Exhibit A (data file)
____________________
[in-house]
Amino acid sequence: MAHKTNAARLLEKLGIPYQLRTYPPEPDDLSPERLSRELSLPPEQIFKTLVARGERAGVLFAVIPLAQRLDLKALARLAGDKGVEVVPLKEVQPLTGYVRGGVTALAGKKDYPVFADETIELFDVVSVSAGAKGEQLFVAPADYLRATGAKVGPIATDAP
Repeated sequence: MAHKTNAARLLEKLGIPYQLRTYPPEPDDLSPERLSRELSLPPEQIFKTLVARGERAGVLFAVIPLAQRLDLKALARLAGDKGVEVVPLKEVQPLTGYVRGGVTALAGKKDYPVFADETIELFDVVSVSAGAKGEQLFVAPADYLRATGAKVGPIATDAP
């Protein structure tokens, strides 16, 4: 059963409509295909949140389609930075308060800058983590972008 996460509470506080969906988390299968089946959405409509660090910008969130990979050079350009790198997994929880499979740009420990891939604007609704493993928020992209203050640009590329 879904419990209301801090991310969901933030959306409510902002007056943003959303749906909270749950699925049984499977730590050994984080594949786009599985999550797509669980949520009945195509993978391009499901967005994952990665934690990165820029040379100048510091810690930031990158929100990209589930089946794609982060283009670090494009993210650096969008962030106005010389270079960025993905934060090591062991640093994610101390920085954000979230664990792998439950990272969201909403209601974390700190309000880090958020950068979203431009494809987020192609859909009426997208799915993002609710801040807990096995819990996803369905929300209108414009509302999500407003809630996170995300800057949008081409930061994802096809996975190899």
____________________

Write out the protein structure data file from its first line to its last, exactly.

[in-house]
Amino acid sequence: MAHKTNAARLLEKLGIPYQLRTYPPEPDDLSPERLSRELSLPPEQIFKTLVARGERAGVLFAVIPLAQRLDLKALARLAGDKGVEVVPLKEVQPLTGYVRGGVTALAGKKDYPVFADETIELFDVVSVSAGAKGEQLFVAPADYLRATGAKVGPIATDAP
Repeated sequence: MAHKTNAARLLEKLGIPYQLRTYPPEPDDLSPERLSRELSLPPEQIFKTLVARGERAGVLFAVIPLAQRLDLKALARLAGDKGVEVVPLKEVQPLTGYVRGGVTALAGKKDYPVFADETIELFDVVSVSAGAKGEQLFVAPADYLRATGAKVGPIATDAP
């Protein structure tokens, strides 16, 4: 059963409509295909949140389609930075308060800058983590972008 996460509470506080969906988390299968089946959405409509660090910008969130990979050079350009790198997994929880499979740009420990891939604007609704493993928020992209203050640009590329 879904419990209301801090991310969901933030959306409510902002007056943003959303749906909270749950699925049984499977730590050994984080594949786009599985999550797509669980949520009945195509993978391009499901967005994952990665934690990165820029040379100048510091810690930031990158929100990209589930089946794609982060283009670090494009993210650096969008962030106005010389270079960025993905934060090591062991640093994610101390920085954000979230664990792998439950990272969201909403209601974390700190309000880090958020950068979203431009494809987020192609859909009426997208799915993002609710801040807990096995819990996803369905929300209108414009509302999500407003809630996170995300800057949008081409930061994802096809996975190899």